Mr. Kahar said Mr. Simm lacked access to critical streams of information, including plans for a NATO cyberdefense center based in Estonia, the identity of Estonian and foreign intelligence agents and details about plans for missile defense systems in Poland and the Czech Republic.
A NATO spokesman, James Appathurai, would not speculate on the extent of the damage. The case raises clear issues for the alliance, which recently welcomed Romania and Bulgaria, is preparing to admit Albania and Croatia and may eventually accept Ukraine and Georgia, against Russia’s protests. For years, skeptics have questioned whether former Soviet allies and republics were prepared to safeguard Western intelligence.
Estonia was seen as particularly careful, said Olga Oliker, a senior policy analyst for the RAND Corporation., so much so that in the 1990s the government was made up almost entirely of people in their 30s, who traded jobs back and forth rather than risk admitting officials with Soviet connections.
“The more interesting implication is, what does it mean for all the post-Soviet countries — and even for Russia — that think they have a pretty good handle on who they can trust?” Ms. Oliker said.
Mr. Rahumagi, the chairman of Parliament’s security committee, said this case would be the beginning of a new, more effective era in Estonian security.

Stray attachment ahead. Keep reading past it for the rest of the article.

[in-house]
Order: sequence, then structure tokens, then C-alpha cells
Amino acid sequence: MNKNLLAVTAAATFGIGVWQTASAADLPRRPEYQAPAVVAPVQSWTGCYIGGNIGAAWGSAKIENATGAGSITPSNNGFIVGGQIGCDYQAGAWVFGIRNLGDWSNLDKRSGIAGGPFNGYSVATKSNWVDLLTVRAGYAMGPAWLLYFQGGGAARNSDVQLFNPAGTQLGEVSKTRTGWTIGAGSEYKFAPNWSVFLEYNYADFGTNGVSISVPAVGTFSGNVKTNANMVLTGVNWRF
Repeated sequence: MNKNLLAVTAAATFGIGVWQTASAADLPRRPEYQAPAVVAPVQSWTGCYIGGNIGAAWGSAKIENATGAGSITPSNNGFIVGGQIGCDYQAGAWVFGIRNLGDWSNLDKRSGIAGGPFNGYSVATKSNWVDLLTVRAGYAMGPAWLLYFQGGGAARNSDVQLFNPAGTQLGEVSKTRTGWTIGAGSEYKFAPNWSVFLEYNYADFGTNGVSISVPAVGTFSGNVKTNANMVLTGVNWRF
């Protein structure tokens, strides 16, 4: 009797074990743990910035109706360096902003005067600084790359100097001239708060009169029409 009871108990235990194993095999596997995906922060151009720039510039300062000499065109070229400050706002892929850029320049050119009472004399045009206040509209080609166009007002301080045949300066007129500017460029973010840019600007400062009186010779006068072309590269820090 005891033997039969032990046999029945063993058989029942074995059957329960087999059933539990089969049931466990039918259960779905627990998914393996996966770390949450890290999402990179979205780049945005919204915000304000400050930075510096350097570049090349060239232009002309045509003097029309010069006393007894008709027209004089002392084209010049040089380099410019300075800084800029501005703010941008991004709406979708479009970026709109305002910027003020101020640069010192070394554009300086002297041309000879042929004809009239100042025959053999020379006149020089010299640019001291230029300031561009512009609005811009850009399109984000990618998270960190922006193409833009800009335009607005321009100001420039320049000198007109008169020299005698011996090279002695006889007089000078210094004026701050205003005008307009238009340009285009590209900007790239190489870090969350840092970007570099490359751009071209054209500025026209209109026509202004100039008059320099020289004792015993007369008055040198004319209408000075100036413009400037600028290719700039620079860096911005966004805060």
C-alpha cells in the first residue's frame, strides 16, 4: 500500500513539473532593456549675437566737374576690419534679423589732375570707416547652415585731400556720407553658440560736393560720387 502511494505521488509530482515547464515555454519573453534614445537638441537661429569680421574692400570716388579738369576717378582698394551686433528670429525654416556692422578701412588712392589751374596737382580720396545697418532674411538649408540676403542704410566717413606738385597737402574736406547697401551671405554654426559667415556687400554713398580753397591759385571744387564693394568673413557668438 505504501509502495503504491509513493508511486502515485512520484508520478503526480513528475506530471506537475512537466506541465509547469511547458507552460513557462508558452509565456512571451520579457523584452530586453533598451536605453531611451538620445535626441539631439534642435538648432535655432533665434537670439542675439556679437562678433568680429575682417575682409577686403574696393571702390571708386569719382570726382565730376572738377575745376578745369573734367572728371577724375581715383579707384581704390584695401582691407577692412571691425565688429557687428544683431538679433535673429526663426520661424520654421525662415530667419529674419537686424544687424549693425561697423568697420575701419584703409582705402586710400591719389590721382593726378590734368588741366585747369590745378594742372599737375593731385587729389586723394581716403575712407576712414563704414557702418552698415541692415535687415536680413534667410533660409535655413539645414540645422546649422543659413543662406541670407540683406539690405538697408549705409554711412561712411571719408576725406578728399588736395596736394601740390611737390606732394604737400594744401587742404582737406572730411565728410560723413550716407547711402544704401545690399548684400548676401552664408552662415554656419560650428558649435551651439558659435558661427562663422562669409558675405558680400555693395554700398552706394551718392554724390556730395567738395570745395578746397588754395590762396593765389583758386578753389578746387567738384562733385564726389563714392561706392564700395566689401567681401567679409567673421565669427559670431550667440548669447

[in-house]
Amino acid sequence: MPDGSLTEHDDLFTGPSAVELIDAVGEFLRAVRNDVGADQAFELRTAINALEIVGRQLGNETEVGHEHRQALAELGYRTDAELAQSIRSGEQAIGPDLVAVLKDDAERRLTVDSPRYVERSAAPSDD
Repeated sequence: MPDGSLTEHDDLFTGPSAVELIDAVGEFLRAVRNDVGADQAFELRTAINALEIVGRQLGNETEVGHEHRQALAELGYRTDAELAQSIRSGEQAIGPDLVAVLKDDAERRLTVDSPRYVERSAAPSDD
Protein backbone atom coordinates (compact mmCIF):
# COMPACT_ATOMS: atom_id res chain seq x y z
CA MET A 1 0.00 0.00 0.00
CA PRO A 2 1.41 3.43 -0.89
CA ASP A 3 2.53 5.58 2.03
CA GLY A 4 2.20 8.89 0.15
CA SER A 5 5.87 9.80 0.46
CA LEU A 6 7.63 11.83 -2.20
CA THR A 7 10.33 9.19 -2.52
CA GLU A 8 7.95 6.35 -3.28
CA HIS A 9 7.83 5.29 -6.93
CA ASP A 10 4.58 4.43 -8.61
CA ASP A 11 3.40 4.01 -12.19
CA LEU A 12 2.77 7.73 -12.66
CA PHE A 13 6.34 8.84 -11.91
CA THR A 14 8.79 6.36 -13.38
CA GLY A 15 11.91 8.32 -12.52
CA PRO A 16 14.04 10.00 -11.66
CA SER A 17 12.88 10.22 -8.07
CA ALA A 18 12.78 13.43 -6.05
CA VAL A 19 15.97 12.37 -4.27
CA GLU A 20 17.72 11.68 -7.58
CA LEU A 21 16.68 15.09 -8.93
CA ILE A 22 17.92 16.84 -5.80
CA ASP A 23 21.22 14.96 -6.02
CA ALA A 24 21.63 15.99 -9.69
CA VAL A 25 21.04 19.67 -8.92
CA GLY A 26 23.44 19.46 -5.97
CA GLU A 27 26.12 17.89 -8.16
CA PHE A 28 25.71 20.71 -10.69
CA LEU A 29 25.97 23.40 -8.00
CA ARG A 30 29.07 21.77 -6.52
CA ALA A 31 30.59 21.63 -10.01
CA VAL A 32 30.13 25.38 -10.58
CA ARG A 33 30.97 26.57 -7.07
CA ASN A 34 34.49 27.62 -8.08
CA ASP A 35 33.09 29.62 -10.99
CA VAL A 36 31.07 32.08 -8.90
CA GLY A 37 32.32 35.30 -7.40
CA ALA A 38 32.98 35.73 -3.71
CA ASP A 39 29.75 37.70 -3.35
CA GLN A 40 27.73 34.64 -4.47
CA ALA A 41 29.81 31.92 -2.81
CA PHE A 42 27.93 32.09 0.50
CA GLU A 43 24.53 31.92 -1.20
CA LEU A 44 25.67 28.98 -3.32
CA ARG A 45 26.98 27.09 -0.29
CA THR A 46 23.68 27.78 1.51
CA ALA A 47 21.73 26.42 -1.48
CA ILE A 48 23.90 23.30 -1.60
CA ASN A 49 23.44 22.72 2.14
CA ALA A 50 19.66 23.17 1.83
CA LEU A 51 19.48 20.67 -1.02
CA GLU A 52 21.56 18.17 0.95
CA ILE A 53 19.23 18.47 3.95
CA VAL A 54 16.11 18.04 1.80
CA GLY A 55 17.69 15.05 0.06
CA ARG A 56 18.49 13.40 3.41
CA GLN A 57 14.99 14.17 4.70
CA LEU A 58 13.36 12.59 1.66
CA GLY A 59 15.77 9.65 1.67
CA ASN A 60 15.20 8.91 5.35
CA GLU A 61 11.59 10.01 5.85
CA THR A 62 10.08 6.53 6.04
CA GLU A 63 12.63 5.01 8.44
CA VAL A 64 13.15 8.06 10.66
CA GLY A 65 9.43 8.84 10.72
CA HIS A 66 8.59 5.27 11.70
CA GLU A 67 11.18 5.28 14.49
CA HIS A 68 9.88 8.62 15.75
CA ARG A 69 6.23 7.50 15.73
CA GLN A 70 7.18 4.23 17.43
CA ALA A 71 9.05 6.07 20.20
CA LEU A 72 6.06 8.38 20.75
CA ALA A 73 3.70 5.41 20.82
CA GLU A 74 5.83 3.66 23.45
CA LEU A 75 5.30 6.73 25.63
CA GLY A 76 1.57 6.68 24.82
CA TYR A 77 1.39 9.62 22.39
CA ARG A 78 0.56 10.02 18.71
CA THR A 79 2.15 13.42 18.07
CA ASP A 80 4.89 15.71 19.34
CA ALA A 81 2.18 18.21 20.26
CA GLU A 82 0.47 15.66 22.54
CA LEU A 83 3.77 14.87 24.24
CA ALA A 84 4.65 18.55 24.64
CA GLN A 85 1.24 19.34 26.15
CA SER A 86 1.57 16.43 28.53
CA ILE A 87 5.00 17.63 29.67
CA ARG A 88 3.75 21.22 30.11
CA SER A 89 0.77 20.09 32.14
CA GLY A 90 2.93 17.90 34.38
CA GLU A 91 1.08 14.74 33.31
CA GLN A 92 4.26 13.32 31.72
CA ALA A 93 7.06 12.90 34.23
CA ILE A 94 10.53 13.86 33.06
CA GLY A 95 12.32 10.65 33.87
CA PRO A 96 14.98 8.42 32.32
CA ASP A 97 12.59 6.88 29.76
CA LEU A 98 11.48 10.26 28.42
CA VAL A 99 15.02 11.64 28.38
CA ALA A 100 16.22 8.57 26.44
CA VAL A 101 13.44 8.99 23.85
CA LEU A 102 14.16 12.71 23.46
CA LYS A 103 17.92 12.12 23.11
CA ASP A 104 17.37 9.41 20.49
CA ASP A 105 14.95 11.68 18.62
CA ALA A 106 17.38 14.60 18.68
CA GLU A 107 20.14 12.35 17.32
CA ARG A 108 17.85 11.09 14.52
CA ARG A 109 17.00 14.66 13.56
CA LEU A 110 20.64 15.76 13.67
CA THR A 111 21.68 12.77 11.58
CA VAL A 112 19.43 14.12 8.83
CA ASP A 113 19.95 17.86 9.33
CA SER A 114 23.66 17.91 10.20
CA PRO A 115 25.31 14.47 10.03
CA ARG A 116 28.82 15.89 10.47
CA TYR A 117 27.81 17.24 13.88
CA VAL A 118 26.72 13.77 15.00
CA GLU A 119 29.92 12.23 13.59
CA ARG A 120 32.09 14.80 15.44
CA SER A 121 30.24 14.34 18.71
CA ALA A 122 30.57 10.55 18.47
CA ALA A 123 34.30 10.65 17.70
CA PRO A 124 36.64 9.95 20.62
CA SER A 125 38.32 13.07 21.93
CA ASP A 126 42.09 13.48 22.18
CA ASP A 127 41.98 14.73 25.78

“If Russia left here the old K.G.B. connections, they all know these days that they will be recovered, because of Simm,” he said. “The shadow after the Simm case — the shadow is very big.”
A congenial man — the kind who never forgot to bring flowers when women in the office had a birthday — Mr. Simm was among the few officials who survived Estonia’s transition to independence. A graduate of a Soviet police academy in Moscow, Mr. Simm was in his 40s when Estonia left the Soviet Union, noticeably older than most of his government counterparts.
Some saw him as patriotic because of an episode in his past. On May 15, 1990, when a pro-Soviet crowd tried to seize control of the Parliament, Mr. Simm was injured while protecting the building.
After a short stint as chief of Estonia’s police force, Mr. Simm was transferred to the Ministry of Defense. In 2001, he was appointed director of the National Security Authority.
He was known as a stickler for regulations, gravely serious at the hint that a document had gone astray. He frequently told colleagues that he felt he was being followed or listened to.
In 2006, Jurgen Ligi, then the defense minister, removed Mr. Simm from the helm of the National Security Authority, keeping him on as an adviser. Mr. Ligi said he made the decision because he had doubts about Mr. Simm’s “character, profile and ability,” though not his trustworthiness.
Jaak Aaviksoo, the current defense minister, said he believed that Mr. Simm did considerable damage to Estonia. He said the vigorous investigation that led to Mr. Simm’s arrest should enhance Estonia’s international credibility.
Still, he said, the notion of an internal traitor is deeply painful for many who worked alongside Mr. Simm.
“Handling the psychological shock is part of the problem,” Mr. Aaviksoo said. “Restoring the normal working atmosphere is a serious exercise.”